Inflation is back – which domino will topple first?

Mark Carney © Getty Images
UK inflation is expected to take off later this year

Inflation in the UK is on the rise.

In January this year, it picked up to an annual rate of 1.8%. And what with the weak pound, it’s expected to get a lot higher later this year. Blame Brexit, or so the story goes.

There’s just one problem with that theory – this isn’t unique to Britain. Not by a long chalk.

Inflation is taking hold virtually everywhere – whether a country has voted to leave the European Union or not…

The deflationary scare is over – but when will inflation get scary?

Inflation is steadily creeping higher pretty much everywhere.

In Germany, inflation is rising at an annual rate of 2.2%, according to data released this week. That’s the sort of level that might pass without much comment in the UK, bar the odd snipe at Bank of England boss Mark Carney. But not so in inflation-phobic Germany.

A couple of months ago, German tabloid Bild led with an inflation story that spoke of the inflation “horror-kurve” – a wonderfully melodramatic expression which may one day be as widely used as schadenfreude has become today.

That’ll make life trickier for the European Central Bank (ECB), which may struggle to justify its ongoing money-printing programme. But something else will make life tricky for the ECB – it’s not even just Germany, with its strong economy, that has seen inflation pick up.

This week, we learned that eurozone-wide inflation is now above the European Central Bank’s professed target of “near but not at 2%”. In February, prices were up 2% year-on-year.

And there’s plenty more where that came from. Producer price inflation – the stuff that’s a bit further down the pipeline – rose by 3.5% year on year in January.

Now don’t get me wrong. Core inflation (which strips out fuel and food, volatile stuff like that) is still rising at just 0.9% a year. So the ECB can wield that as an excuse for keeping monetary policy as loose as it possibly can.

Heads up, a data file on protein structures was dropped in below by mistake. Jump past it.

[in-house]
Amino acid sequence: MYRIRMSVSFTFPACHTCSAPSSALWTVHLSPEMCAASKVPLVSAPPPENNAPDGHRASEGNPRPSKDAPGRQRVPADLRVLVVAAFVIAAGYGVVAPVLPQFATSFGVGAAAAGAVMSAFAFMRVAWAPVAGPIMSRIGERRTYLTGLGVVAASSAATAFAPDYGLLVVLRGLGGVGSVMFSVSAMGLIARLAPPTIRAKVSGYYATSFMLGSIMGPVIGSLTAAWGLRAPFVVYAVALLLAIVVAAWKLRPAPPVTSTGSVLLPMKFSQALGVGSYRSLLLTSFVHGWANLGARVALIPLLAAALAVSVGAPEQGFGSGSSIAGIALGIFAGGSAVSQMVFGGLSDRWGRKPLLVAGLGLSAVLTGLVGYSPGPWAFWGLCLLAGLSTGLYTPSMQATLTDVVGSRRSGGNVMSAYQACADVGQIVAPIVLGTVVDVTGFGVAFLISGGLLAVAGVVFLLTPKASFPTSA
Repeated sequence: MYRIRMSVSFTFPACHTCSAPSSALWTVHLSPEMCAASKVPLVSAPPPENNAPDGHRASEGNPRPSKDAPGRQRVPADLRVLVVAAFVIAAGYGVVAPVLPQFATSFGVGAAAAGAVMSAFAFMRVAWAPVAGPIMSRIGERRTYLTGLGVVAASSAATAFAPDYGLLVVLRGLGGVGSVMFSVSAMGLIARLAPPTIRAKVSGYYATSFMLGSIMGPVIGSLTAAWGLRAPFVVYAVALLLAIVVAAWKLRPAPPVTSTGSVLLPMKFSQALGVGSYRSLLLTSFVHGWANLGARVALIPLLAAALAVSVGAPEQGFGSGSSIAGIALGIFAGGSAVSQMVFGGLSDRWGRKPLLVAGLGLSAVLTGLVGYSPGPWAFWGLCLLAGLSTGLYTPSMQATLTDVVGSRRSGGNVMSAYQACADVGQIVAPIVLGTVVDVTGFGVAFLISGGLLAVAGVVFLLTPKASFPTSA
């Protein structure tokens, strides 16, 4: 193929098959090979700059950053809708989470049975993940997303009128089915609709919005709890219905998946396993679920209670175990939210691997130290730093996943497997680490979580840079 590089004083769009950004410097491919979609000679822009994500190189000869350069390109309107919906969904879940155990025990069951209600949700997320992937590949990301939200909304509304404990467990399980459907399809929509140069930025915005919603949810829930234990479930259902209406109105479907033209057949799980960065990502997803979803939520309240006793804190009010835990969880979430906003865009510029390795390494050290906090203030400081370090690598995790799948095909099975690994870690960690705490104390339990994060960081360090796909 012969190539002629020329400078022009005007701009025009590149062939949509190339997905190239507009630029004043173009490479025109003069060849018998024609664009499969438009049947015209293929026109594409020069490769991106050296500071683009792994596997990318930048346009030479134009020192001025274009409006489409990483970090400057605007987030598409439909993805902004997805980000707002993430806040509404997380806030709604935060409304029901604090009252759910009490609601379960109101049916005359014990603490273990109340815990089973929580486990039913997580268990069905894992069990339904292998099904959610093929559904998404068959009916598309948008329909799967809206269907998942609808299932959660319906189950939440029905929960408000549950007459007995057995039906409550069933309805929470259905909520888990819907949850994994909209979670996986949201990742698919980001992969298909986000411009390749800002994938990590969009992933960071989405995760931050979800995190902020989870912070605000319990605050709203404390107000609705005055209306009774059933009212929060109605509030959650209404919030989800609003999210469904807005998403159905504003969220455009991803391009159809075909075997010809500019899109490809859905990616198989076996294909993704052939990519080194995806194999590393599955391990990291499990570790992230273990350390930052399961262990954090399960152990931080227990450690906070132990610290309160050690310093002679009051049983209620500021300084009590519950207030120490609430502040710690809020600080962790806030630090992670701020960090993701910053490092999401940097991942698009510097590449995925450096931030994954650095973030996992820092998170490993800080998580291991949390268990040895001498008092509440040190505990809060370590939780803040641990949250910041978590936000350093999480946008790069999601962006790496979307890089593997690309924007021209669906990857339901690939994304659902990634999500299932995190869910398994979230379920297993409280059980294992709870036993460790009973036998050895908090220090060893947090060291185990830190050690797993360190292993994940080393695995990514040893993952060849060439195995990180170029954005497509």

But it’s yet another headache on top of a volatile election year for ECB boss Mario Draghi.

Meanwhile in the US – where the economy and banking system are a lot healthier than in the eurozone – inflation is picking up fast too.

As with most other parts of the world, the US has various inflation measures. But one key measure – the Personal Consumption Expenditures price index, which the Federal Reserve is particularly fond of – hit 1.9% in January, just below the US central bank’s 2% target.

Fed boss Janet Yellen will be addressing markets later today. Assuming that the stockmarket doesn’t pause for breath, she’ll probably confirm that a rate rise later this month is very possible when the Fed meets on 14 and 15 March.

But regardless of what she does, the Fed is behind the curve. It’s always worth remembering this key fact: just because the Fed is raising interest rates, doesn’t mean that monetary policy is getting tighter. If inflation rises faster than interest rates, then in “real” terms, monetary policy is actually loosening.

As Kathleen Brooks of City Index puts it: “Even if a hike does happen, a third rate hike in ten years is not a sign that the Fed is taking away the punch bowl.”

Bad news for bonds – starting with the UK

So what’s next? Rising inflation will gradually put pressure on bond prices, as investors realise that higher inflation will eventually mean higher interest rates. That could be good news for equities in the first instance, as investors seek new opportunities as returns on bonds threaten to turn negative.

But it’s bad news for bonds. And as Marcus Ashworth points out on Bloomberg Gadfly, UK gilts look particularly vulnerable to a sudden change of mood.

The ten-year gilt currently yields around 1.2%. In the US, the equivalent debt – a ten-year Treasury – now yields around 2.4%. That’s a big gap. In fact, “British yields are at a record low relative to their American counterparts”.

The main reason for that disparity is that the Bank of England has been printing money to buy gilts ever since the post-Brexit panic. But that little burst of quantitative easing is set to end this month.

Meanwhile, notes Ashworth, index-linked gilts (which indicate the market’s expectations for inflation), are pointing to inflation of nearly 3%. “Negative real yields of minus 1.8% [on ten-year gilts] are hardly attractive.”

That suggests a big rebound in gilt yields could be just around the corner.

In the short term, that might not have an obvious impact on your portfolio. But if you’re considering remortgaging this year, you might want to look at doing it sooner rather than later.

Merryn

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